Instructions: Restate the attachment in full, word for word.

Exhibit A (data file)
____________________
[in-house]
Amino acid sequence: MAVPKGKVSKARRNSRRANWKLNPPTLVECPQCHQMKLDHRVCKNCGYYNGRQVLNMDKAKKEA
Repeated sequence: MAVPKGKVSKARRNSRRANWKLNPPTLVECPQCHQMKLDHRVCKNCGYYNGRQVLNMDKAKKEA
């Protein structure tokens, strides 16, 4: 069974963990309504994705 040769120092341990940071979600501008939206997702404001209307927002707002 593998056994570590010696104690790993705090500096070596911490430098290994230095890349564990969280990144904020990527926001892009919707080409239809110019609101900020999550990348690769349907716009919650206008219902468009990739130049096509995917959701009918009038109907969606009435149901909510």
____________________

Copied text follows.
[in-house]
Amino acid sequence: MAVPKGKVSKARRNSRRANWKLNPPTLVECPQCHQMKLDHRVCKNCGYYNGRQVLNMDKAKKEA
Repeated sequence: MAVPKGKVSKARRNSRRANWKLNPPTLVECPQCHQMKLDHRVCKNCGYYNGRQVLNMDKAKKEA
């Protein structure tokens, strides 16, 4: 069974963990309504994705 040769120092341990940071979600501008939206997702404001209307927002707002 593998056994570590010696104690790993705090500096070596911490430098290994230095890349564990969280990144904020990527926001892009919707080409239809110019609101900020999550990348690769349907716009919650206008219902468009990739130049096509995917959701009918009038109907969606009435149901909510």